You may or may not know by now, but I am a travel freak. I love the opportunity to go anywhere that I can. I love seeing new things and experiencing different cultures. California is one of my favorite places. It’s my dream to live in L.A. one day. I’ve been to L.A. and Orange County, but I had never been to Northern California until recently. I’ve always been told that Northern California is completely different than Southern California, and after my weekend in the Bay Area, I definitely see the difference.
My sister had to go out to San Francisco for work, so she invited me along. Of course I was all in. We got there on a Friday afternoon and left on Monday afternoon, so we spent a decent amount of time there. We stayed in the downtown area, and since we got there early enough, we were able to walk around a little bit.
I will get more into the nitty gritty of everything later on, but initially walking down the streets felt a lot like being in Europe. The street signs looked European, the buildings looked European, and the fact that they have all of those trolleys and streetcars reminded me very much of Europe. We stayed right off of Market Street, which is a major street with high end stores like Barney’s, Michael Kors, etc.
Saturday, we went on a tour to Napa and Sonoma. Now THAT was a lot of fun. We left around 9 and got back around 6, so we spent the entire day in the Valley.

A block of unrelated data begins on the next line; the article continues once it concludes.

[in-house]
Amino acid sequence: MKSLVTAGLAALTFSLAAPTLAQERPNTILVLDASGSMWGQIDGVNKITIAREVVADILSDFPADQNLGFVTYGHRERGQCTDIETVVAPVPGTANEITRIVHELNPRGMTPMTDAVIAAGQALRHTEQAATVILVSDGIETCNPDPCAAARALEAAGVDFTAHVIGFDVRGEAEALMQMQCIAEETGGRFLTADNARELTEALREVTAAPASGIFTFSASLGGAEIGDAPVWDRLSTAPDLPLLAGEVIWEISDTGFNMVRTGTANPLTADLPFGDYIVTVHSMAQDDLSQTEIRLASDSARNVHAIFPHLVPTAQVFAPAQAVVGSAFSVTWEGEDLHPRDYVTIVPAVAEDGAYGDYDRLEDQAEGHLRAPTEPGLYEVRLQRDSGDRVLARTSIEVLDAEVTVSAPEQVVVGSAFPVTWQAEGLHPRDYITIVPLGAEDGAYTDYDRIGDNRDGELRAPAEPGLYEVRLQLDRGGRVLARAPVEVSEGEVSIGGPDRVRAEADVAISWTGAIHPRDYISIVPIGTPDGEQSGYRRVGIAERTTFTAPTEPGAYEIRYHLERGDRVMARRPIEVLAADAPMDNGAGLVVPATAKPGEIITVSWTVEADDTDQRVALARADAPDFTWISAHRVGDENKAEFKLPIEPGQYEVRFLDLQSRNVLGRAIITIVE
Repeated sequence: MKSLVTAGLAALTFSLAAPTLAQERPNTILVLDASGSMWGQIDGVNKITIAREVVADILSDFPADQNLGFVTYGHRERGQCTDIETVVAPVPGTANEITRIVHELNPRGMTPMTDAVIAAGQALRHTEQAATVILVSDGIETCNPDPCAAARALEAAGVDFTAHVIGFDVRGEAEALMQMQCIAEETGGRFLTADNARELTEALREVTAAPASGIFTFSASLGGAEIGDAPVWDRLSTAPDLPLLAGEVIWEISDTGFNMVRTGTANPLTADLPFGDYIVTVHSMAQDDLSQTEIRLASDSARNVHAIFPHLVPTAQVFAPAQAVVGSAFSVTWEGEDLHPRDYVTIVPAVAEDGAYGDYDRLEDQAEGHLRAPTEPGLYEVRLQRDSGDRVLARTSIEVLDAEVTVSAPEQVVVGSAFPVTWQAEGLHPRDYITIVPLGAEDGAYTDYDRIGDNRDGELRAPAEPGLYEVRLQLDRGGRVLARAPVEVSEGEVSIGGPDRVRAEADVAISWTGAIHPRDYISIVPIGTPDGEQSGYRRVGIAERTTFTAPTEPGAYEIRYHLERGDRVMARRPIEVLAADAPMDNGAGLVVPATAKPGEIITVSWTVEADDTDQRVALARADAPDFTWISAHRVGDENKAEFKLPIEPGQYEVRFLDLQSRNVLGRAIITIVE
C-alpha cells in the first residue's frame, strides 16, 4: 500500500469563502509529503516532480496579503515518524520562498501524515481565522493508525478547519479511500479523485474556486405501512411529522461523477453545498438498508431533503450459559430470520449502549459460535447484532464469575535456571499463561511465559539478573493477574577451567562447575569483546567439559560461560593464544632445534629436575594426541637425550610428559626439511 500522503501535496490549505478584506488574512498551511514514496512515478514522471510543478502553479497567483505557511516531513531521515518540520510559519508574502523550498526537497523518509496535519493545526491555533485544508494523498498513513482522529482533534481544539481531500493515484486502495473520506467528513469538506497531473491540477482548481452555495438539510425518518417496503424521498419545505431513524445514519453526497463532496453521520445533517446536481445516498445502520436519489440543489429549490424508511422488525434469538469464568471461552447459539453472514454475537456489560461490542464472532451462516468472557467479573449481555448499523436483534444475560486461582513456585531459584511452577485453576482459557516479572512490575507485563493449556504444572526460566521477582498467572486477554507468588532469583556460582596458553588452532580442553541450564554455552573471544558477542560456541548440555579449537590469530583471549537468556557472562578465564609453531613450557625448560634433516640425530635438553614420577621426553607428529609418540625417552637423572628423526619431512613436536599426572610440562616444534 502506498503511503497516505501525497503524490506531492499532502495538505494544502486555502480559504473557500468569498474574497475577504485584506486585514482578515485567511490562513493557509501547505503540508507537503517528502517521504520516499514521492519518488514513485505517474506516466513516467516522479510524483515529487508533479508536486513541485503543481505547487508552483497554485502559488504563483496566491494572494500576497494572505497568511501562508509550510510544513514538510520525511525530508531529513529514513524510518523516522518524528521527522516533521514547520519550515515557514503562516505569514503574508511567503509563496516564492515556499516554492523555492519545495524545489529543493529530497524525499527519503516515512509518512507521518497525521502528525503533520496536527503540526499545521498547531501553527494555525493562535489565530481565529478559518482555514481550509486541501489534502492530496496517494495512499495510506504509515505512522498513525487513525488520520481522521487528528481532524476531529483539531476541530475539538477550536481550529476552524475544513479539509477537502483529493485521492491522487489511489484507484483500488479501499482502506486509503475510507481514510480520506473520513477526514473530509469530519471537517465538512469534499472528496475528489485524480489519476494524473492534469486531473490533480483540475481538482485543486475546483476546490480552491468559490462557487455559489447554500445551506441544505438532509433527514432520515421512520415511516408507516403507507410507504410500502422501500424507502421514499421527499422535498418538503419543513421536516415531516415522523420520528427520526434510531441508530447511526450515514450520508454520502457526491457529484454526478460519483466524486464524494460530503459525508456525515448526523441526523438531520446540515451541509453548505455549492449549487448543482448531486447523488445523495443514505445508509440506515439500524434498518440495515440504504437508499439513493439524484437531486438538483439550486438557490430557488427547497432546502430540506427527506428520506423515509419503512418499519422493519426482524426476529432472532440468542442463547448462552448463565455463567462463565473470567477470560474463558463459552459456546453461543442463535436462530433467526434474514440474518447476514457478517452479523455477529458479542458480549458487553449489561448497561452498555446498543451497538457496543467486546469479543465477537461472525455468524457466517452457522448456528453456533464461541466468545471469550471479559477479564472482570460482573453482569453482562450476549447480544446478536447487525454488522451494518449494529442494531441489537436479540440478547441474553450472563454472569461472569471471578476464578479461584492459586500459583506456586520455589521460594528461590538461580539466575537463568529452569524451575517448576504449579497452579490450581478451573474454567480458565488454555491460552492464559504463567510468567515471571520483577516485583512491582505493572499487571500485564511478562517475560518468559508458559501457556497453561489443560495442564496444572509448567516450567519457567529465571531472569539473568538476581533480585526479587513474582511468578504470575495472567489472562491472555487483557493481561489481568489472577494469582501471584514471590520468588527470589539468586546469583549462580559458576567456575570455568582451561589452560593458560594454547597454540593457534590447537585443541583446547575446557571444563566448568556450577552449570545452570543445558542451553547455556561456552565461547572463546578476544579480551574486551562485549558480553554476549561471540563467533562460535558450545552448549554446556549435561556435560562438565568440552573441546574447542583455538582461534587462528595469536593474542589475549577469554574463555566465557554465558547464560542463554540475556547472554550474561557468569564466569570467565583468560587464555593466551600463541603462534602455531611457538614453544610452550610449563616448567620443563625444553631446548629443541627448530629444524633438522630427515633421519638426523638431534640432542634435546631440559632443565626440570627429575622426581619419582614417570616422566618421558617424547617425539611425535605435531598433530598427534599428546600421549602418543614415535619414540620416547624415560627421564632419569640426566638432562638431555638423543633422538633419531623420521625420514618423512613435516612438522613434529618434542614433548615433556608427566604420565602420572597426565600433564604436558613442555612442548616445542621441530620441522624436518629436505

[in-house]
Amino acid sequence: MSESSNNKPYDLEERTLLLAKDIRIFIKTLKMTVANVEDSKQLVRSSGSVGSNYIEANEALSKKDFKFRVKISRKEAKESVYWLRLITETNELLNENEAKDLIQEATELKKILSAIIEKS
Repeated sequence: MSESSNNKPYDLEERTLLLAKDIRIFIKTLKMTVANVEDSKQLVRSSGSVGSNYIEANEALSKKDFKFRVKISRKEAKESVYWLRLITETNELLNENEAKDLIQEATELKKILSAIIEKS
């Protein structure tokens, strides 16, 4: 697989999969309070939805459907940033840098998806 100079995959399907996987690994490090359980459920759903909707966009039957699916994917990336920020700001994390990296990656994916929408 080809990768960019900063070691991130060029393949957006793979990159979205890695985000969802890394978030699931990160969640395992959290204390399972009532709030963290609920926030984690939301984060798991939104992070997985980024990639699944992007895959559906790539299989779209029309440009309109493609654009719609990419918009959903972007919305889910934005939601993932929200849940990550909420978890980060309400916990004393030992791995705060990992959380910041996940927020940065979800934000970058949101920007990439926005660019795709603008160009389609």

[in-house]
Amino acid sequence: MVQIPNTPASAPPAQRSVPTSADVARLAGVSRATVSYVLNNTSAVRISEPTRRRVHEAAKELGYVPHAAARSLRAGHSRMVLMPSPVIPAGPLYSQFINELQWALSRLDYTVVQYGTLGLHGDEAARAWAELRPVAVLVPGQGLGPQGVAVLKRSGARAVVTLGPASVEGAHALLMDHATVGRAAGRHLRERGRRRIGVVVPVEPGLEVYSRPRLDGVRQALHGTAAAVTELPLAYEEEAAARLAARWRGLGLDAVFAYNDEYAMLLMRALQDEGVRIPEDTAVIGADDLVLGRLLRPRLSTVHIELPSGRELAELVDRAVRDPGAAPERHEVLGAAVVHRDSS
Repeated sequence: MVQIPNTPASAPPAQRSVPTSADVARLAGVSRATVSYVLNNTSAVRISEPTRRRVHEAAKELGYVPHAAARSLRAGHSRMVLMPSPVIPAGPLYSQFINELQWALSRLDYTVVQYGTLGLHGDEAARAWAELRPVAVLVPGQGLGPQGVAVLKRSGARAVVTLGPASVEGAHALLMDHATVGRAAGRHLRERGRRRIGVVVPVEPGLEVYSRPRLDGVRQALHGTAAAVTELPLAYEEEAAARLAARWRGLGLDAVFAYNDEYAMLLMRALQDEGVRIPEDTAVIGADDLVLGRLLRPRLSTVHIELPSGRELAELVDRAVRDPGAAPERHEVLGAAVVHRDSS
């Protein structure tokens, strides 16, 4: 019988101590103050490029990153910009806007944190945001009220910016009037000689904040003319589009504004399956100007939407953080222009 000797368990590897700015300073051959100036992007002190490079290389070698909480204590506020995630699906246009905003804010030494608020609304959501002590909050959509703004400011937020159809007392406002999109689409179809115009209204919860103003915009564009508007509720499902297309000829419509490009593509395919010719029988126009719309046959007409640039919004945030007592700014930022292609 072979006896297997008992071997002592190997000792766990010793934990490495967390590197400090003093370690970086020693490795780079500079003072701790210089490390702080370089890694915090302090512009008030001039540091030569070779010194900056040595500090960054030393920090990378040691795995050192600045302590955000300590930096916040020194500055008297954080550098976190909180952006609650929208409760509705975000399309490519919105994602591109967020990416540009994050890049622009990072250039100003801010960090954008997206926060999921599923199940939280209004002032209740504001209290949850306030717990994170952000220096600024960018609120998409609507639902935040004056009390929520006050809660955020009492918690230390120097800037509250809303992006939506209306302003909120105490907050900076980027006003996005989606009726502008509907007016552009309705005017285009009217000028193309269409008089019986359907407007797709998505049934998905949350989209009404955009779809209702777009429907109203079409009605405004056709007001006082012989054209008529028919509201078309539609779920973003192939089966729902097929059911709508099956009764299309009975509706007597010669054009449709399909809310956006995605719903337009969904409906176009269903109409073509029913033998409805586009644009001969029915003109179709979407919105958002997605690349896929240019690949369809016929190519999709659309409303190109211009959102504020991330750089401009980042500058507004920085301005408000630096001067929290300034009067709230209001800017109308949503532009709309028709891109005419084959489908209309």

We went to three wineries; Jamieson Ranch Vineyards, Andretti Winery, and Madonna Estate. All of them were really nice, but my favorite was probably the Andretti Winery, because the lady who lead the wine tasting was very knowledgeable about the family as well as the wine, so we got a lot of information from her. The estate was Tuscany Villa inspired, so I also appreciated that aspect.
The wine from all three of the vineyards were pretty good. I don’t really like dry wine, and pretty much all of the wine we tasted was dry except for two wines at the last winery, but nonetheless I still enjoyed all of them. After going to the first two wineries, we stopped for lunch in a cute town in Napa County called Yountville, and the food was delicious.
The Napa trip was great for the wine (of course), but since we were on a bus tour, we also got to see a lot of other areas surrounding San Francisco. We passed by other cities like Berkeley, Richmond, and Vallejo, and our bus driver gave us history on those cities as we passed. On our way back from the Valley, we passed by the beautiful Sausalito which sits right at the end of the Golden Gate Bridge.
We drove across the Bridge, which was great because it was a really clear day, so we got nice views of the city on one side and the Pacific Ocean on the other. We also passed by San Quentin, which if you’re a fan of Lock Up, or any other prison shows, you already know San Quentin is a notable prison.